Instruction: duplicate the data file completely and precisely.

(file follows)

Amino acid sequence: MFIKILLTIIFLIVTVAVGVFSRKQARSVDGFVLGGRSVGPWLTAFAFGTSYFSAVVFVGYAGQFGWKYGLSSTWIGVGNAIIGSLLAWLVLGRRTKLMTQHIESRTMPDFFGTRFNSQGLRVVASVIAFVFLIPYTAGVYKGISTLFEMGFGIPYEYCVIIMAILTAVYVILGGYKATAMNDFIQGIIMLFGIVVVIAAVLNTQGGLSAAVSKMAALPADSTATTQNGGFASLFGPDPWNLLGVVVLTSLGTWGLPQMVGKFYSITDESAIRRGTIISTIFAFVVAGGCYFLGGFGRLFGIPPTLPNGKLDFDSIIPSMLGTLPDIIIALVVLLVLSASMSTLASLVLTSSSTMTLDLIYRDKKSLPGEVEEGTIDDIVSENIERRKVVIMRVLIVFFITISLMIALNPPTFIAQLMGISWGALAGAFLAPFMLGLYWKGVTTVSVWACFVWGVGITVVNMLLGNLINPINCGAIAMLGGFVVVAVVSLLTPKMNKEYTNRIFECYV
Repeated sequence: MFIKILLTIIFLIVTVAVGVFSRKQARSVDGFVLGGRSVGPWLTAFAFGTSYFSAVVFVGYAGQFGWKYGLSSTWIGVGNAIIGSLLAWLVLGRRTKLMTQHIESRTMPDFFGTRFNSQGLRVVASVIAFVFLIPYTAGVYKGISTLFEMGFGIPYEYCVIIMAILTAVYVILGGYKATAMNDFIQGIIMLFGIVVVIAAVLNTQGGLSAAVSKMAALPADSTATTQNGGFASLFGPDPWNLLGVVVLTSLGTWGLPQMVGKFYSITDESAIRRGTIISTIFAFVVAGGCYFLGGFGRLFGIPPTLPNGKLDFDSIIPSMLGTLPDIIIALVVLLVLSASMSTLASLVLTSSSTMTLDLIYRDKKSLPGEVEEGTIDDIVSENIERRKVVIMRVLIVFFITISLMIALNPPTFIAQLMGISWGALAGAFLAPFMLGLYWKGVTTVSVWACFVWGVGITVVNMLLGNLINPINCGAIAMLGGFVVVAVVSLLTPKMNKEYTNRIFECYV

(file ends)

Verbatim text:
Amino acid sequence: MFIKILLTIIFLIVTVAVGVFSRKQARSVDGFVLGGRSVGPWLTAFAFGTSYFSAVVFVGYAGQFGWKYGLSSTWIGVGNAIIGSLLAWLVLGRRTKLMTQHIESRTMPDFFGTRFNSQGLRVVASVIAFVFLIPYTAGVYKGISTLFEMGFGIPYEYCVIIMAILTAVYVILGGYKATAMNDFIQGIIMLFGIVVVIAAVLNTQGGLSAAVSKMAALPADSTATTQNGGFASLFGPDPWNLLGVVVLTSLGTWGLPQMVGKFYSITDESAIRRGTIISTIFAFVVAGGCYFLGGFGRLFGIPPTLPNGKLDFDSIIPSMLGTLPDIIIALVVLLVLSASMSTLASLVLTSSSTMTLDLIYRDKKSLPGEVEEGTIDDIVSENIERRKVVIMRVLIVFFITISLMIALNPPTFIAQLMGISWGALAGAFLAPFMLGLYWKGVTTVSVWACFVWGVGITVVNMLLGNLINPINCGAIAMLGGFVVVAVVSLLTPKMNKEYTNRIFECYV
Repeated sequence: MFIKILLTIIFLIVTVAVGVFSRKQARSVDGFVLGGRSVGPWLTAFAFGTSYFSAVVFVGYAGQFGWKYGLSSTWIGVGNAIIGSLLAWLVLGRRTKLMTQHIESRTMPDFFGTRFNSQGLRVVASVIAFVFLIPYTAGVYKGISTLFEMGFGIPYEYCVIIMAILTAVYVILGGYKATAMNDFIQGIIMLFGIVVVIAAVLNTQGGLSAAVSKMAALPADSTATTQNGGFASLFGPDPWNLLGVVVLTSLGTWGLPQMVGKFYSITDESAIRRGTIISTIFAFVVAGGCYFLGGFGRLFGIPPTLPNGKLDFDSIIPSMLGTLPDIIIALVVLLVLSASMSTLASLVLTSSSTMTLDLIYRDKKSLPGEVEEGTIDDIVSENIERRKVVIMRVLIVFFITISLMIALNPPTFIAQLMGISWGALAGAFLAPFMLGLYWKGVTTVSVWACFVWGVGITVVNMLLGNLINPINCGAIAMLGGFVVVAVVSLLTPKMNKEYTNRIFECYV